The Heritage Foundation

Executive Summary #1609 on Europe

October 30, 2002

October 30, 2002 | Executive Summary on Europe

Executive Summary: What Berlin Must Do to Repair the U.S.-German Alliance

The reelection of Gerhard Schröder as Chancellor of Germany in September symbolized the end of an era in close post-war relations between Washington and Berlin. The Chancellor held on to power after his Social Democratic Party (SPD) ran a fiercely anti-American election campaign based on German opposition to U.S. policy with regard to Iraq and other issues. The result has been immense harm to the U.S.-German alliance, which had been carefully nurtured over the past half century. In the words of Secretary of Defense Donald Rumsfeld, the SPD's election strategy has had the effect of "poisoning" relations between Germany and the United States.

One of the new German administration's first priorities must be to repair the damage done to the U.S.-German alliance, once held up as a model of transatlantic friendship. President George Bush should make it clear that the onus is now on the leaders of Germany to demonstrate that they are serious about healing the rift they caused. Berlin will need to offer more than empty platitudes to demonstrate that it is serious about rebuilding relations with the United States. What is needed is a concerted effort on the part of Germany's government to show that it wishes to be taken seriously as a leading partner in the fight against global terrorism and state sponsors of terrorism. Berlin must show that the Chancellor's talk of "unlimited solidarity" with the United States is more than just window dressing.

Specifically, the Bush Administration should:

  • Continue to call on Germany to join the international coalition to confront Saddam Hussein. Though the Allies do not expect German military participation in operations against Iraq, it is still not too late for Berlin to provide diplomatic backing for an international coalition to force Baghdad to abide by the numerous U.N. resolutions passed since 1991 and to remove Saddam Hussein from power. Germany could also have an important role to play in the rebuilding of a post-war Iraq.

  • Request that Berlin grant the Allies complete access to German airspace and allow the United States and Britain full use of their bases there for operations against Iraq. Leading left-wing members of Germany's ruling SPD-Green coalition have called on the government to prevent the United States from using its own airbases in Germany to launch strikes against Iraq. The Bush Administration should make it clear that such a policy in the event of war would seriously compromise future U.S.-German military cooperation and could strengthen the calls by prominent U.S. legislators to scale back America's commitments to European defense.

  • Ask Germany to cooperate fully with the United States in the war against terrorism. Germany needs to do more with regard to the extradition of terrorist suspects to the United States and the release of crucial evidence that could be used to help convict terrorists. Berlin's refusal to hand over evidence against September 11 suspect Zacarias Moussaoui to U.S. investigators is seriously hampering the progress of U.S. efforts to destroy the al-Qaeda network.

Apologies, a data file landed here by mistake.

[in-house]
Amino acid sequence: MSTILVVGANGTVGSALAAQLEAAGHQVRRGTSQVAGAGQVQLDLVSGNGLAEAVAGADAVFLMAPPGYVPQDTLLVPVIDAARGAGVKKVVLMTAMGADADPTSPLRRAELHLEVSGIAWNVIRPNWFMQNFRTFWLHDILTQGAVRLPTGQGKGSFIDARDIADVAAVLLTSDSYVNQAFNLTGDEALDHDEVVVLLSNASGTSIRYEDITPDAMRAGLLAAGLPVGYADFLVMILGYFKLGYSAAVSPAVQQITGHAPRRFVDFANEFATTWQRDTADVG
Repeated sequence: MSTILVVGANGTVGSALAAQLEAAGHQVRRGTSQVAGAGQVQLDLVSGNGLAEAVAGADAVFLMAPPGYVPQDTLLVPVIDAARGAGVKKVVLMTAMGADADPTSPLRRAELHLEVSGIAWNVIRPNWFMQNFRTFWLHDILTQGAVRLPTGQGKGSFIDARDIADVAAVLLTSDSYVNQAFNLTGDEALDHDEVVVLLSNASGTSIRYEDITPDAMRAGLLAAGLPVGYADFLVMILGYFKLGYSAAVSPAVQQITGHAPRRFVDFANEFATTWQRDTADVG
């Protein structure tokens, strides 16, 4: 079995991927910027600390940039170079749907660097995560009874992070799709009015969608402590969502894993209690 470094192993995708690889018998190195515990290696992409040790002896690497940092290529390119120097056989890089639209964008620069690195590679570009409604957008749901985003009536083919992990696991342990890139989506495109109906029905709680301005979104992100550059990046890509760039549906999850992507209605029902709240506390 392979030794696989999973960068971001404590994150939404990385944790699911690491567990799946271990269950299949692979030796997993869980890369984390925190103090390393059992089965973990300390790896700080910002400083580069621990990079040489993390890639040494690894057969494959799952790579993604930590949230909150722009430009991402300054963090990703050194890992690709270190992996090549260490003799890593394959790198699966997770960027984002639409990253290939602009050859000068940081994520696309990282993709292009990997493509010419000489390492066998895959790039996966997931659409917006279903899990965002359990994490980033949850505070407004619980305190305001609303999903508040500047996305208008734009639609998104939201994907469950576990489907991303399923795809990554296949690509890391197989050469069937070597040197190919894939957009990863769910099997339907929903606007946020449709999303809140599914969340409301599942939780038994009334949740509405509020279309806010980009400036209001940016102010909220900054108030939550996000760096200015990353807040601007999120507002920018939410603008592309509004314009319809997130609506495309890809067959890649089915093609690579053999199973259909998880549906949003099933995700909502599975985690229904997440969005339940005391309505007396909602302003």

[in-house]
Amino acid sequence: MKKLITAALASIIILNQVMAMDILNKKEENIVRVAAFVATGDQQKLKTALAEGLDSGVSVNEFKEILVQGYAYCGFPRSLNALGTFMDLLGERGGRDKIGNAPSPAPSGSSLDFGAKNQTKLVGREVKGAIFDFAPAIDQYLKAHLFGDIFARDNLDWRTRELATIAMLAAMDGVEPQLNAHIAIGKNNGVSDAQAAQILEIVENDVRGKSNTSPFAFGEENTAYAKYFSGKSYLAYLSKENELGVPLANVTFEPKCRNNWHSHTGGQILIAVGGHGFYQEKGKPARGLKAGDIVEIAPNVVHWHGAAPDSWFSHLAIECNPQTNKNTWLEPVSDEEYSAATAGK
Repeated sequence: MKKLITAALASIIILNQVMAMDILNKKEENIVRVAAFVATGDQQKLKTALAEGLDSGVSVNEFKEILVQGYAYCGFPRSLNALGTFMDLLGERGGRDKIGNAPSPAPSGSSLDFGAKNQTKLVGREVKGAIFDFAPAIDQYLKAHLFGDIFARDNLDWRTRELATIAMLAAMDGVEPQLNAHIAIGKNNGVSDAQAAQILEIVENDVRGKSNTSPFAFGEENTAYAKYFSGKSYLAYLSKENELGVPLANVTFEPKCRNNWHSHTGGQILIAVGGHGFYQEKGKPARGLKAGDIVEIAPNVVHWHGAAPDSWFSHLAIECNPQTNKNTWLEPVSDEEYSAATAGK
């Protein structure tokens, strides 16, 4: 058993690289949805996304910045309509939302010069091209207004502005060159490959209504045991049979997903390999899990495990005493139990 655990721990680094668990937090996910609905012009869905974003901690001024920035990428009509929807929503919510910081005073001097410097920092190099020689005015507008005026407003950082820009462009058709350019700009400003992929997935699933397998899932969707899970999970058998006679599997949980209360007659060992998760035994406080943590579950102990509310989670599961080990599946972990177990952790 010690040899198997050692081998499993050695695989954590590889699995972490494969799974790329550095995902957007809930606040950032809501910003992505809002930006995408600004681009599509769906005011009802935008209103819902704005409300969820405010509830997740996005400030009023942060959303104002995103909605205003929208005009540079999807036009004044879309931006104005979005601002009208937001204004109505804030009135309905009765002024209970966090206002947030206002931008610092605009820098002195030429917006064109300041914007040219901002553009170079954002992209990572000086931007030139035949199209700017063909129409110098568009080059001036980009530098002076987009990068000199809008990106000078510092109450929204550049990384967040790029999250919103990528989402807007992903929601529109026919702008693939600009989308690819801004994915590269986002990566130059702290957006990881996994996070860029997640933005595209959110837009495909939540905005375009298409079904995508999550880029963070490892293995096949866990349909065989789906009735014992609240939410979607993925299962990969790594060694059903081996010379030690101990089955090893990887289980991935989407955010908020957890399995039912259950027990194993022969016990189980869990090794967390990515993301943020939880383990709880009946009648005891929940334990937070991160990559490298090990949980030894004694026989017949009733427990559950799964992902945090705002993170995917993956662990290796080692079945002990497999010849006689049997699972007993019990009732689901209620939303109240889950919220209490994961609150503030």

• Call on Germany to increase defense spending. German defense spending has fallen to extremely low levels in recent years. At just 1.5 percent of gross domestic product (GDP), Germany's expenditure is the lowest in the North Atlantic Treaty Organization (NATO), alongside that of Luxembourg. Germany's bloated conscript army is also in dire need of further reform if it is to become an effective ally in the war on terrorism. Under current conditions, the Bundeswehr would be incapable of making an effective large-scale contribution to military operations against Iraq, even if it wanted to.

  • Urge Berlin to increase security at U.S. bases in Germany. Berlin must strengthen security for American servicemen and their families at U.S. bases in Germany in the face of increasing threats from al-Qaeda and other terrorist organizations operating in Europe.

If the German government chooses to actively hinder U.S. policy towards Iraq on the international stage, Washington may conclude that Germany is not taking its treaty obligations seriously, which could impact U.S.-German cooperation on military technology, training of German forces in the United States, and the sharing of intelligence. The United States may also examine its position on Germany's candidacy for a permanent seat on the U.N. Security Council.

Germany's political leadership faces a stark choice in the weeks ahead. Berlin can either remain in splendid isolation within Europe and on the international stage by opposing action against Baghdad, or it can join in what may be one of the biggest international coalitions ever assembled to remove a rogue dictatorship from power. If Berlin refuses to stand by its allies in confronting the threat posed by the Iraqi regime, it will be seen as increasingly irrelevant in the global fight against international terrorism.

--Dr. Nile Gardiner is Visiting Fellow in Anglo-American Security Policy, and Helle Dale is Deputy Director, in the Kathryn and Shelby Cullom Davis Institute for International Studies at The Heritage Foundation.

About the Author

Helle C. Dale Senior Fellow for Public Diplomacy
The Margaret Thatcher Center for Freedom